Big hands, horror films and cats — bizarre reasons for divorce in Egypt

The court papers filed by Egyptian woman requesting Khula divorces from their husband throw up some unusual reasons for divorce. (AFP)
Updated 14 February 2019

Big hands, horror films and cats — bizarre reasons for divorce in Egypt

  • Many unusual reasons for divorce can be found among the papers filed at the family court in Al-Zananiri, Cairo
  • Egypt’s divorce rates have increased rapidly in recent years

CAIRO: Wafaa had been married to her husband for less than a year when she decided she couldn’t take it any more and filed for a divorce.

The reason: his oversized hands.

“[My] husband’s hands are big, and his fingers are particularly long,” Wafaa, in her late 20s, stated in her lawsuit. She said she finds it embarrassing to go out together, or if they’re spotted together. “His looks neither match my taste or go well with who I am,” she added. “It causes me mental anguish to be with him in front of friends or family.”

Wafaa’s story is one of the more unusual reasons for leaving a husband that can be found among the papers filed at the family court in Al-Zananiri, Cairo. On a recent morning, dozens of women were looking to file a Khula divorce - a separation in Islamic law which is instigated by the wife.

Egypt’s divorce rates have increased rapidly in recent years, and while many blame the usual reasons of money or infidelity, there are an increasing number of bizarre cases.

For Abeer, 33, it was her husband’s obsession with horror films that drove her to despair.

“I got to know him in college and fell in love. We agreed to get married, and so we did. The first few days of our marriage we were content . But then I found out about his strong mania with horror films,” she said in her court papers.

“I noticed that he was acting out all the horrific roles, and it reached the point that he was scaring everyone in the house – even our children.” 

Concerned for their children, Abeer told her husband to visit a doctor, but he refused. 

“My mother’s cholesterol levels soared; she almost died, if it wasn’t for God’s mercy.”

Her Khula lawsuit against her husband is labelled as number 7,498 in 2019.

In another case reported in the local media, a wife said she had been forced to leave her husband because of his dislike for her pet cats.

In some cases, the court papers shed a more sinister light on some of the suffering inflicted on Egyptian women by their husbands.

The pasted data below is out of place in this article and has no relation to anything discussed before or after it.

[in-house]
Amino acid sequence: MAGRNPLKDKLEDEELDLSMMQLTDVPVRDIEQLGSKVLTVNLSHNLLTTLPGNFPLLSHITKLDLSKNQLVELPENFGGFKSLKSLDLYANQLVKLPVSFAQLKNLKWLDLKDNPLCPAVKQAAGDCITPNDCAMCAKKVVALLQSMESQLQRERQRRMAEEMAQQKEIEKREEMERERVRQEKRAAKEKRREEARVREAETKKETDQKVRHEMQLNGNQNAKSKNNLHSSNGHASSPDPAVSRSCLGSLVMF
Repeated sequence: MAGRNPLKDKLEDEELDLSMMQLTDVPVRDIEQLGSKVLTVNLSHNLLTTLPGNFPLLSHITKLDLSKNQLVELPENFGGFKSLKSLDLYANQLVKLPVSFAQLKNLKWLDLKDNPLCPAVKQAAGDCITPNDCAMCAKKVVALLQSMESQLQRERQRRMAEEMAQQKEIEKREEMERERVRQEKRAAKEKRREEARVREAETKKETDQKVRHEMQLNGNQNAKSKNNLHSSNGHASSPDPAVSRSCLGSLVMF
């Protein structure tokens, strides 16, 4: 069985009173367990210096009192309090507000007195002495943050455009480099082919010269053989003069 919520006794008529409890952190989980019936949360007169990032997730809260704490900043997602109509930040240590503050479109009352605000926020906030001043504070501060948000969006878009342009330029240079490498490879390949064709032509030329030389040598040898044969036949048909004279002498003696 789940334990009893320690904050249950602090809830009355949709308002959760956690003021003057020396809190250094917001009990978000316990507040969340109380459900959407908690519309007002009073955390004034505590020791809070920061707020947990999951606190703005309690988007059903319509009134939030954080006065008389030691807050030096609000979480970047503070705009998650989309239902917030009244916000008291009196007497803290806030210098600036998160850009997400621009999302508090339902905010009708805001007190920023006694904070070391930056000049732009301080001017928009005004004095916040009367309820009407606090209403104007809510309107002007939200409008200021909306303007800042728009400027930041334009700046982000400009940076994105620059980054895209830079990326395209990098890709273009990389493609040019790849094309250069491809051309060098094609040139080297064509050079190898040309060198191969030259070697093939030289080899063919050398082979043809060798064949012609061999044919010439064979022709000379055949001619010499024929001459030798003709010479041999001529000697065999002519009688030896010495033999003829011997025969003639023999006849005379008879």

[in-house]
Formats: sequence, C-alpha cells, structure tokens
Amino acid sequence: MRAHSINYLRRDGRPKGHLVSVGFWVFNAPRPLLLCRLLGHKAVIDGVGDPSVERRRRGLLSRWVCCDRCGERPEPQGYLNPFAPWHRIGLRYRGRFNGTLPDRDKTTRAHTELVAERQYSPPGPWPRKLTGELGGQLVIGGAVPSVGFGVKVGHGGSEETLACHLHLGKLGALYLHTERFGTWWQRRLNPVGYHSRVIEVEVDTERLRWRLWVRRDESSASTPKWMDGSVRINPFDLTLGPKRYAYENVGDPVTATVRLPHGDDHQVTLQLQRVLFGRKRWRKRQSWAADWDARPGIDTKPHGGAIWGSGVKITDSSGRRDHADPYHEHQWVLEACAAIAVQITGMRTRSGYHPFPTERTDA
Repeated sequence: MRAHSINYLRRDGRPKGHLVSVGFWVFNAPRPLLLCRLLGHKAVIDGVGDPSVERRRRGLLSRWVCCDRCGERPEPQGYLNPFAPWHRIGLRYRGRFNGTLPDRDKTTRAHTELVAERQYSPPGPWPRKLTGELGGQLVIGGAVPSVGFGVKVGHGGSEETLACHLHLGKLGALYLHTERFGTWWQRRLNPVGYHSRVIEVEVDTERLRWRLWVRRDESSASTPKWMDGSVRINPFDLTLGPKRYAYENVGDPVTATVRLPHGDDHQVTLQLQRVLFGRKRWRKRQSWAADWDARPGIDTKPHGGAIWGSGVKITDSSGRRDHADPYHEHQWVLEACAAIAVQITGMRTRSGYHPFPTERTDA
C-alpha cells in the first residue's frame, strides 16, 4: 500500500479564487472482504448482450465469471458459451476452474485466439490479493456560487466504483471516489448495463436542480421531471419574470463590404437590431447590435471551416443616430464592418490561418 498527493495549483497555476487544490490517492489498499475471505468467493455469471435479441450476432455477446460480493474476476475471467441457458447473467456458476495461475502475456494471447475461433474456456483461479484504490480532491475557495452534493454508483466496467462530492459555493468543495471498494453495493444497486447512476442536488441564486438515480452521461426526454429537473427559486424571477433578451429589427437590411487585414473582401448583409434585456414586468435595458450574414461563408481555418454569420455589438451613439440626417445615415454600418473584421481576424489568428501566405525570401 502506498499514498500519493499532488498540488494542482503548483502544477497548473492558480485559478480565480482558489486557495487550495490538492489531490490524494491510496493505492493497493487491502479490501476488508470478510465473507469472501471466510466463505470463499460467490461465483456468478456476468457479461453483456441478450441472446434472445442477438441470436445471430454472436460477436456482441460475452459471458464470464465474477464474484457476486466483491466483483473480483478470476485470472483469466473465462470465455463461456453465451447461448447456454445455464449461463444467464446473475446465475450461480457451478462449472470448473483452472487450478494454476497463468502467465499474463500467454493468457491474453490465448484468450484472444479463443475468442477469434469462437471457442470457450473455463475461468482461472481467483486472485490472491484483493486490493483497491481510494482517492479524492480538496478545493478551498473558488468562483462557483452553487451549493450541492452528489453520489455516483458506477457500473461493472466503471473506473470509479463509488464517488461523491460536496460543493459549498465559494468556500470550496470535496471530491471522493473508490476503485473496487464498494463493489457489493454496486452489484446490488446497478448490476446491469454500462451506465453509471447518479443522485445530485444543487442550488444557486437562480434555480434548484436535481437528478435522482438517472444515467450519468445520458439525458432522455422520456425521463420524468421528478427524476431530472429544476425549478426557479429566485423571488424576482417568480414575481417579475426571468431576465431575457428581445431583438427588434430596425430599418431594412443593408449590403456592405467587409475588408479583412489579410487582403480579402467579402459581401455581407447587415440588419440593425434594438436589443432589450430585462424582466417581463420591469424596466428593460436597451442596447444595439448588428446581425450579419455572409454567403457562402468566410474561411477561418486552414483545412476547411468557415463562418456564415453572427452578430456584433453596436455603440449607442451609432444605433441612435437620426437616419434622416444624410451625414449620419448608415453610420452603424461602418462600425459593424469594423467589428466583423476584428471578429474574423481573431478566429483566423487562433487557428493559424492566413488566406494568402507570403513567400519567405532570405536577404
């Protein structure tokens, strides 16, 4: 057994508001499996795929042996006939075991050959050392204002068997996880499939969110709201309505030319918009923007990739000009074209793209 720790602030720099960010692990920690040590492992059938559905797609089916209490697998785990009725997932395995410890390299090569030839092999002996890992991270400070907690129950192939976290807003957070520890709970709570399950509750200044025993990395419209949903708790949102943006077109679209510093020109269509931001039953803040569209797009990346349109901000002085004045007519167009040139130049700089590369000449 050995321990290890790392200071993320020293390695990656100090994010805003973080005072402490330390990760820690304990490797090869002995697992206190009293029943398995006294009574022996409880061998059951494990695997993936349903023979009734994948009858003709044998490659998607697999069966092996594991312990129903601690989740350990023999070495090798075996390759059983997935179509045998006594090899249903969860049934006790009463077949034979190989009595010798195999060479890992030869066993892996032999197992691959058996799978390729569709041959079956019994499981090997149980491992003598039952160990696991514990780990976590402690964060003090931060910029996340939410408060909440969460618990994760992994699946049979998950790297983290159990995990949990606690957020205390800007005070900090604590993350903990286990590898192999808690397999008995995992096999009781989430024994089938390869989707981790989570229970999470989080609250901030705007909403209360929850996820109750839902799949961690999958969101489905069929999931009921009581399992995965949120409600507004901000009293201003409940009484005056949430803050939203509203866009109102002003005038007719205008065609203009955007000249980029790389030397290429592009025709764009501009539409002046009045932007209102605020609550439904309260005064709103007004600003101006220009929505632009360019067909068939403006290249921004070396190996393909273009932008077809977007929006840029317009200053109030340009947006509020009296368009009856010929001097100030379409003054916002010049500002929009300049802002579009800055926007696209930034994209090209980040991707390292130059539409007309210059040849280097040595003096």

One woman in her 30s said her partner would beat her and treat her aggressively.

She said her husband is a karate instructor in a famous sports club.

They were engaged for two months before they married, but Faten said she was only happy for the first week of her one-year marriage.

After that, her spouse’s true colors began to show. He would constantly verbally abuse her, claiming he was joking. 

But the abuse continued, even when in front of their neighbors or families, and eventually he started to beat her. 

She asked for a divorce, but he refused, and so she went to the family court and applied for a Khula divorce.

Radwa, 32, applied for a divorce after she found out her husband was trying to swindle her out of her money.

She got to know him through Facebook and fell in love with him, but admits she did not know him very well. 

Despite her father’s suspicions about his behavior, the pair got married. 

“Some time into our marriage, I began to notice how rude he was,” Radwa said. “He also refused that I go to university. I discussed it with him, and we had a disagreement and he beat me.”

Radwa said she was beaten again after she caught her husband chatting up other girls on Facebook. He locked her in a room but she managed to escape, and now is applying to divorce.


Weak Arctic ice sees 56 polar bears descend on Russian village

Updated 23 min 7 sec ago

Weak Arctic ice sees 56 polar bears descend on Russian village

  • The WWF said 56 polar bears had gathered in a one-square-kilometer area near the village of Ryrkaipy in Chukotka
  • There were concerns they could enter the village, home to fewer than 1,000 people, and patrols had been set up to monitor their movements

MOSCOW: More than 50 polar bears have gathered on the edge of a village in Russia’s far north, environmentalists and residents said, as weak Arctic ice leaves them unable to roam.
The Russian branch of the World Wildlife Fund said climate change was to blame, as unusually warm temperatures prevented coastal ice from forming.
The WWF said 56 polar bears had gathered in a one-square-kilometer (0.4-square-mile) area near the village of Ryrkaipy in Chukotka on the northeastern tip of Russia.
There were concerns they could enter the village, home to fewer than 1,000 people, and patrols had been set up to monitor their movements.
“The number of human and predator encounters in the Arctic is increasing,” the WWF said in statement.
“The main reason is the decline of sea ice area due to the changing climate. In the absence of ice cover, animals are forced to go ashore in search of food.”
Residents had gathered walrus carcasses in the area to try to keep the bears from wandering into the village.
“We have created a feeding point with walrus carcasses that we gathered along the coast,” Tatyana Minenko of the local “Bear Patrol” told news agency RIA Novosti.
“As long as there is no big freeze, the sea ice will not form and the bears will stay on the coast,” she said.
Russia’s weather service said temperatures in the region should fall from Saturday and that coastal ice should freeze by December 11.
Polar bears regularly visit areas inhabited by humans in Arctic Russia to search for food, often in rubbish tips.
But the number of visits has been growing as the melting of Arctic ice from climate change forces the bears to spend more time on land where they compete for food.